400 Readers, 40 Days, and Foam: A Celebratory End to the Summer Reading Program
Last Tuesday afternoon, August 16, a cannon launched a continual stream of white
foam twenty to thirty feet across the grassy commons of the Frankenmuth Farmer’s
Market, signifying the end of the library’s Summer Reading Program with a full-blown
foam party. A mob of ecstatic children skipped, jumped, and rolled through knee-deep
foam—entirely non-toxic, non-staining, and biodegradable—and emerged frothed from
head to toe while parents mingled and snapped photos on the sidelines.
In one corner of the open-air pavilion, teens volunteered to make an assortment of
colorful balloon animals for the children. In another corner, a girl exclaimed, “It feels just
like a bubble bath—without the water.” It was a moment of joy, excitement, and
All summer long, since the program began on June 1, nearly 400 readers of all ages
have been filling out BINGO cards with various reading challenges. The main goal of
the Summer Reading Program was to promote a daily practice of reading, but I’m fairly
certain that the various prizes for completing BINGO cards also served as a form of
motivation for some.
For adults, prizes consisted of a reading journal (5 books completed) and a local gift
card (10 books). For tweens and teens, prizes came in the form of books, $10 Jimmy
John’s gift cards, and a prize packages containing an assortment of coupons, candy,
and a small gift. Children’s prizes were tallied in 10 day increments, with additional
prizes for every 10 days of reading. Prizes ranged from coupons donated by
local businesses to toys that went along with the summer reading theme, “Oceans of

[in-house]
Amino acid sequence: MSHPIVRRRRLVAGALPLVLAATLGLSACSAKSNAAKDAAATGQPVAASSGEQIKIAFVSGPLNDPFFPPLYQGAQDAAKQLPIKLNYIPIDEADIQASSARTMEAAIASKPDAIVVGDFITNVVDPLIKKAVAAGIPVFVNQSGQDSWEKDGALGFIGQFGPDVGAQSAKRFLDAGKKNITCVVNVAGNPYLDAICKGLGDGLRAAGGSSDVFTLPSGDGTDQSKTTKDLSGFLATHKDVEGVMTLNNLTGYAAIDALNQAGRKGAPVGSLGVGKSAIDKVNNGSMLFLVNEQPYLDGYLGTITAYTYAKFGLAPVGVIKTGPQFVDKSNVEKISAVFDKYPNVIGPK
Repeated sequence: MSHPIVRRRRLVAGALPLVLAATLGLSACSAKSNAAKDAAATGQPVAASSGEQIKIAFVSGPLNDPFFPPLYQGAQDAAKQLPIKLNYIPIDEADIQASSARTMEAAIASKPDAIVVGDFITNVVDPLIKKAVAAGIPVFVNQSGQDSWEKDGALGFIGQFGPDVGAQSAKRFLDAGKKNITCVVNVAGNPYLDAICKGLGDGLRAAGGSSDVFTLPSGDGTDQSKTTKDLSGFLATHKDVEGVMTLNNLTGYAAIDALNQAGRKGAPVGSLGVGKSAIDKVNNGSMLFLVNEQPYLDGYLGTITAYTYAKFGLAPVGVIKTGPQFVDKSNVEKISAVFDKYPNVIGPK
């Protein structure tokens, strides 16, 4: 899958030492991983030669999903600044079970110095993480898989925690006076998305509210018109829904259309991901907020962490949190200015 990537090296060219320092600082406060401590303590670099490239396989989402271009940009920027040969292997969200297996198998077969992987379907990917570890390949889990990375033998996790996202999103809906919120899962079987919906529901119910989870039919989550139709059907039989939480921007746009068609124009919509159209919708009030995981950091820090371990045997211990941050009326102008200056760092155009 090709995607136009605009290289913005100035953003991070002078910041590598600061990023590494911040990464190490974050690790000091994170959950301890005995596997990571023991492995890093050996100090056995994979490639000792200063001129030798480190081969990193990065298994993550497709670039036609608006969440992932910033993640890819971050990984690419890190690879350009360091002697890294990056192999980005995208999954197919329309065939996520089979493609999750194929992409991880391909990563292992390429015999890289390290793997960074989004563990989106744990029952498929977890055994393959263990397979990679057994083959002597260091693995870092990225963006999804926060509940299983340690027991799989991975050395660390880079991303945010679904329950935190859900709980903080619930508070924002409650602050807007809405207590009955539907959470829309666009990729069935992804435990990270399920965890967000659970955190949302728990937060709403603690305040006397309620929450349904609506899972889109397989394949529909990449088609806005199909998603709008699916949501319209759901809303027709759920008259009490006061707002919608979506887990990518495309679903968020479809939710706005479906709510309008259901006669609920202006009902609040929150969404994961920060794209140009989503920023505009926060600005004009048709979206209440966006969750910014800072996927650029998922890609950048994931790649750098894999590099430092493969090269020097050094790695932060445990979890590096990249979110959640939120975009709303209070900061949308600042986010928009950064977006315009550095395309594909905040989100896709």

Summer reading has been offered through the Collaborative Summer Library Program
(CSLP) at the Wickson Library for 21 years. Since its conception, the program has
shifted from a numbers-based focus of counting books and time spent reading to a
habit-based focus that emphasizes the importance of daily reading.
Summer reading participants, especially children and tweens, were encouraged to
establish a daily practice of reading in order to maintain learning levels and prevent
summer slide—the tendency for students to lose some of the achievement gains they
made during the previous school year. For children, the goal was to complete 40 days of
reading throughout the summer.
In total, the Summer Reading Program gave away roughly 400 prizes for the BINGO
reading challenge and received $1,200 in monetary donations. Additionally, there were
a handful of other summer programs, such as Story Time, Farmer’s Market visits, and
teen hangouts that gave away 700 items worth of free books, Story Time kits, and Take-
and-Make kits for kids.
The BINGO reading challenge may be over, the foam party a favorite memory, but as
summer comes to a close and families prepare to send children back to school, the
benefits of participating in the Summer Reading Program will last for years to come. It is
our hope that community members of all ages continue to establish a daily practice of
reading, one that stretches beyond summer and into each upcoming season. Happy